I find it interesting that he talks about the low level of housing starts, while at the same time spending 70% of Toll’s net income on buybacks. Certainly the actions don’t seem to match the words.

Morning Report: median earnings rising slower than average earnings

Vital Statistics:

Last Change
S&P futures 2808 -2.5
Eurostoxx index 386.74 1.76
Oil (WTI) 67.62 -0.46
10 Year Government Bond Yield 2.85%
30 Year fixed rate mortgage 4.51%

Stocks are lower this morning on no real news. Bonds and MBS are flat.

Mortgage Applications fell 2.5% last week as purchases fell 5% and refis rose 2%. The refi share rose to 36.5%.

Housing starts hit their lowest level since September last year, falling to 1.17 million annualized. This is a huge drop from the strong May print of 1.33 million. The Midwest and the South explain the declines, which was both in single family and multi. June weather was generally good, so that isn’t the explanation. Building Permits fell as well, although not as dramatically. They came in at 1.27 million. The Midwest accounted for most of the decline in permits. Housing starts tend to be volatile, but the moving average is turning down, which is worrisome.

Despite the drop in starts, builder confidence remains strong, at least according to the NAHB. The index was flat at 68, which is an elevated number. Pricing remains strong, but the supply is not there. Rising material costs are becoming an issue as lumber tariffs raise costs. So far builders are able to pass these costs on, but there is a limit, especially if wage inflation remains below house price inflation. The median house price to median income ratio is getting back to extreme levels, and interest rates are not going to come to the rescue this time around.

Jerome Powell begins his second day of testimony on Capitol Hill. There was nothing market-moving yesterday, so expect more of the same. Yesterday, his message was that the US economy has clear sailing ahead with strong growth and moderate inflation. With regard to the potential trade war, Powell downplayed the risks to the economy and said there will be a benefit if it turns out that Trump’s actions lower tariffs overall in the global economy. The US generally has much lower tariffs than its trading partners, and Trump has already made the offer to eliminate all US tariffs if our trading partners eliminate theirs. Separately, Powell said that it would ultimately be better for the US if the GSEs were off the government balance sheet. That is pretty much a universal opinion in DC these days, as the US taxpayer bears the credit risk of the majority of the mortgage market.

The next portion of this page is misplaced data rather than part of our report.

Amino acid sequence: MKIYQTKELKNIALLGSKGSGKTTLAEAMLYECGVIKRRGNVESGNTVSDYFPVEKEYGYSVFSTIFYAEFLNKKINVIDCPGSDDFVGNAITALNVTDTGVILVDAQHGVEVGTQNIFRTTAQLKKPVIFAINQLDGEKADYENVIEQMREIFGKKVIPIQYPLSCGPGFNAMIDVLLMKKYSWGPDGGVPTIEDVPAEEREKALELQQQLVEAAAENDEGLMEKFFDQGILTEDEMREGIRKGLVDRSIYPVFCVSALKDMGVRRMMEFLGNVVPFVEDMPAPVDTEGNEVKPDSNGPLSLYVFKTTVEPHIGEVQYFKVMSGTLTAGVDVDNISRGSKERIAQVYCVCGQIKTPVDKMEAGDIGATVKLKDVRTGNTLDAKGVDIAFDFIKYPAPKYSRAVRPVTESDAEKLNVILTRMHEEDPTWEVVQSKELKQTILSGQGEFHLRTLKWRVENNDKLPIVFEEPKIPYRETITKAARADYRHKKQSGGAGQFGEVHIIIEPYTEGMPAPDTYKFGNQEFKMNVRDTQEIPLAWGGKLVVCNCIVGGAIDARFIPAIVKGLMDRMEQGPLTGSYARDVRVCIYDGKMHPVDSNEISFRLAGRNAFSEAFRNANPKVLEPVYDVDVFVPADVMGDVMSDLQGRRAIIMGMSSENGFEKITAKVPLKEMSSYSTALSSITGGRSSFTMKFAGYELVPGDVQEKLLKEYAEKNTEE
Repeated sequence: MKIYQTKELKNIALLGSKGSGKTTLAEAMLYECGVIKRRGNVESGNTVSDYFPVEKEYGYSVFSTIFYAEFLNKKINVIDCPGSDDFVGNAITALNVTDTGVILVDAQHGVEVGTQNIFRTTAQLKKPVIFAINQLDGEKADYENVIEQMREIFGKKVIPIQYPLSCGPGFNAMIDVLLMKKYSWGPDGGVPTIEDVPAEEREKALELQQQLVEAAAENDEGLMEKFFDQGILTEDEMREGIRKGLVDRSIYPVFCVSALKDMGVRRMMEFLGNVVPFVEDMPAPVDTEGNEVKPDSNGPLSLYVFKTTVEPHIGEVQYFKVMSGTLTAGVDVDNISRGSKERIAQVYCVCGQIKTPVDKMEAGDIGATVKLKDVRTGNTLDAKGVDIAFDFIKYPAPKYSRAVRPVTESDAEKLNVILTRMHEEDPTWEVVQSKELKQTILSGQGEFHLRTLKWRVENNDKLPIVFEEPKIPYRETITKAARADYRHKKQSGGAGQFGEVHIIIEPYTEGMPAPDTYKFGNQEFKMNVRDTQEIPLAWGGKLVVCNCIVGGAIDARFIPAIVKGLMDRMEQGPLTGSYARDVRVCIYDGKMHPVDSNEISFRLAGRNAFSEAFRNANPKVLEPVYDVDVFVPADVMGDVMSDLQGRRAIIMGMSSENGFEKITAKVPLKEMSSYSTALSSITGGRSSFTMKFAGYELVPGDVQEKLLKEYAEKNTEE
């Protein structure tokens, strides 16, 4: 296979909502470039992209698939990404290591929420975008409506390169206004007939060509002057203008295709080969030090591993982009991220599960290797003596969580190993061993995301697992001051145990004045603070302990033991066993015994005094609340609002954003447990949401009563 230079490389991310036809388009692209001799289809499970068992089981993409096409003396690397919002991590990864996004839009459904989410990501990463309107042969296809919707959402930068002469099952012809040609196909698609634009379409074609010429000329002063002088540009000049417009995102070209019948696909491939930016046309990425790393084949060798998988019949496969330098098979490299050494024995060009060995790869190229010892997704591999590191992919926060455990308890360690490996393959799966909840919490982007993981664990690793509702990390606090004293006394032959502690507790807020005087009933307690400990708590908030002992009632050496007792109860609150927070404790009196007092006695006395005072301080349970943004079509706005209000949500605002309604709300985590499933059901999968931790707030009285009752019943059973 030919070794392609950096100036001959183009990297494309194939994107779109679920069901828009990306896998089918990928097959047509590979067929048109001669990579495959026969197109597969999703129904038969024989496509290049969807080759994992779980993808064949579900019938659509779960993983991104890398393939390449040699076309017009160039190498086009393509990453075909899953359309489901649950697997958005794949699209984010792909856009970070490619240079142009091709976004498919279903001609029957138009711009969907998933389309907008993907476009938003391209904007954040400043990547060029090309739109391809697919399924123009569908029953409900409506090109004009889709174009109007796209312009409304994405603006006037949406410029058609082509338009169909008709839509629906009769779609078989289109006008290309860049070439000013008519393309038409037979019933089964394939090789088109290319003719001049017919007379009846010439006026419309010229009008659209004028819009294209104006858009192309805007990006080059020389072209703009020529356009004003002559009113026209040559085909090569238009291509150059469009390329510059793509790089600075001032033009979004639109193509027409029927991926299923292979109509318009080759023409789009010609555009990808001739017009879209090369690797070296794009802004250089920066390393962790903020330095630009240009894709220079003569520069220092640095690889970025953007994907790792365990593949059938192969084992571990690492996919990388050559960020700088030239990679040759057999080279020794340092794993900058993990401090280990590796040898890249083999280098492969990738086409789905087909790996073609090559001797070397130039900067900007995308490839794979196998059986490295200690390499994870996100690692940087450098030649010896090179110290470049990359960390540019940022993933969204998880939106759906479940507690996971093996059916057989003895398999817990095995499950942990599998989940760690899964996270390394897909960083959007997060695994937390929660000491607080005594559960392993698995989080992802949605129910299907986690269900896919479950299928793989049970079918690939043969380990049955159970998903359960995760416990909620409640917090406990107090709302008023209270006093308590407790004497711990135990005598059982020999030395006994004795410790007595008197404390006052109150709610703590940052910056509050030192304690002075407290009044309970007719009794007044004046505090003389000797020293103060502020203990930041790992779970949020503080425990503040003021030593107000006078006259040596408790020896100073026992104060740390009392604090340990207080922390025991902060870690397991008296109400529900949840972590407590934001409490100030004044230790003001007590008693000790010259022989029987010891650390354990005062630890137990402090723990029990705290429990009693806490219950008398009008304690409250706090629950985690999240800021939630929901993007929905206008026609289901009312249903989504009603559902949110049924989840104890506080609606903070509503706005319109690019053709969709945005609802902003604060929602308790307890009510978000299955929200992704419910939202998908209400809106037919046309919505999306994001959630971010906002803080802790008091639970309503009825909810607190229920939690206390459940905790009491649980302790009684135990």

Median weekly earnings have not kept pace with the CPI lately, which means workers are losing ground, at least according to the latest survey out of the BLS. It shows that the median weekly wage rose 2% in the second quarter versus an increase in the CPI of 2.7%. Interestingly, the average hourly earnings increase during Q2 was 2.64% in April, 2.74% in May and 2.74% in June. It seems strange that the difference between average wage inflation and median wage inflation would be so stark, which would imply that wages are mainly rising at the high end, not the lower end. Note the other BLS measure of wage inflation, the employment cost index, shows comp growth of 2.9%, which takes into account benefits. For the most part, average hourly earnings have been rising faster than the core PCE index:

AHE vs PCE

New York, Connecticut, New Jersey, and Maryland sued the government yesterday over the state and local tax deduction cap. The lawsuit if probably more for show than anything and doesn’t seem to have much chance of success. Some of the states are looking at workarounds, allowing people to “donate” to charitable funds which go to funding state and local services. Charitable deductions are still deductible. At the end of the day, the biggest issue to states like NY and NJ are the property taxes. NY and NJ have some of the highest property taxes in the country, where people routinely pay $20 – $30k or more. That explains at least partially why you can’t find buyers for luxury properties in the Northeast.

The ECB concludes that QE may have helped the rich, but it helped the poor more. While QE did boost asset prices (housing, bonds, stocks etc) it also boosted growth, which more than offset the increase in asset prices.  “Low short rates do hurt savers via a direct effect, that is a reduction in income on their assets . . . however [low rates] also benefit savers, like all other households, via an indirect effect — that is, the reduction in their unemployment rate and the increase in the labour income,” the paper, called “Monetary policy and household inequality”, said. “The indirect effect dominates . . . The paper also finds that [QE] reduced inequality, mainly through a reduction of the unemployment rate of poorer households.”